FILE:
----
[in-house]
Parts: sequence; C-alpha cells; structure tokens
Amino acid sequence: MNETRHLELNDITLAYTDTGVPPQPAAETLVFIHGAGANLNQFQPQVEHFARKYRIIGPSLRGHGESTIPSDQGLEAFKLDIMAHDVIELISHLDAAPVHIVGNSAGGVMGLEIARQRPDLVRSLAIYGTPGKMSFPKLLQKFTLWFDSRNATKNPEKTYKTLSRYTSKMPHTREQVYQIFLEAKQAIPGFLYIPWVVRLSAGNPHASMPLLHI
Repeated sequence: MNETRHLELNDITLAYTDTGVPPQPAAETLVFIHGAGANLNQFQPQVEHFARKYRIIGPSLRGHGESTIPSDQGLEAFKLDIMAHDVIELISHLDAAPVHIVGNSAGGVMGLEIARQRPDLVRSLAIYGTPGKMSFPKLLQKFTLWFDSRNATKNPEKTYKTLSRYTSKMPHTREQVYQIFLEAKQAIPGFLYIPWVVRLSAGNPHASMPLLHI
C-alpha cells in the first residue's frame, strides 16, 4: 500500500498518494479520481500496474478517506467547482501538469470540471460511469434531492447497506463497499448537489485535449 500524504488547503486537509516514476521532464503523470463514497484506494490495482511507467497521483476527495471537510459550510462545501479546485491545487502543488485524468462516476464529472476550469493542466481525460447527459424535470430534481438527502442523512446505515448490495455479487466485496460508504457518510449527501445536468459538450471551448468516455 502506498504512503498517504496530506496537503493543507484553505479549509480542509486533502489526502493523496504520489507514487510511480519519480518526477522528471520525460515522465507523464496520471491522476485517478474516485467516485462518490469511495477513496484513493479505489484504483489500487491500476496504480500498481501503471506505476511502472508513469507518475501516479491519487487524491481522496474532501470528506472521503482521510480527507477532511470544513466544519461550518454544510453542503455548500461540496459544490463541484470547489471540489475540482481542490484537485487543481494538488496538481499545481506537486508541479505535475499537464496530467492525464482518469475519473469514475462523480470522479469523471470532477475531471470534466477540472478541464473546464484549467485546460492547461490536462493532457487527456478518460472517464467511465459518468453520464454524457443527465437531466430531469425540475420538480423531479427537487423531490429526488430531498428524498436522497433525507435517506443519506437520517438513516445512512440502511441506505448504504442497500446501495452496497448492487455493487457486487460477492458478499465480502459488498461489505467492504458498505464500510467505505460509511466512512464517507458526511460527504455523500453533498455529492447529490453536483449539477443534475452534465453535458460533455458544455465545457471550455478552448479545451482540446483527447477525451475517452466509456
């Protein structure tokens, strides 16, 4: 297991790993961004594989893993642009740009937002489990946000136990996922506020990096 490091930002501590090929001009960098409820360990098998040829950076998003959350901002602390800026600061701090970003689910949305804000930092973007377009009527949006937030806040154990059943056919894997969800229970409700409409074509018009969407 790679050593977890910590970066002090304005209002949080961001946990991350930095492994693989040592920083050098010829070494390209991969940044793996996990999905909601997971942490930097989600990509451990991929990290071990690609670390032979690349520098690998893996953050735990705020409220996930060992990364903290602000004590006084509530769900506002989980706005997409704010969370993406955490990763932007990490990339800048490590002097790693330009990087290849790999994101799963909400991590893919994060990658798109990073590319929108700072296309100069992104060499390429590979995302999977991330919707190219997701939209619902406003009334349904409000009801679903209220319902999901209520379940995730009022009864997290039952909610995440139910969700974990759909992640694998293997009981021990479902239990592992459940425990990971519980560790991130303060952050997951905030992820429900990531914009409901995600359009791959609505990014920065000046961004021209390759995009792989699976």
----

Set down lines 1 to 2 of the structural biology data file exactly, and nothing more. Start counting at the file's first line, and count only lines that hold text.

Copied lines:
[in-house]
Parts: sequence; C-alpha cells; structure tokens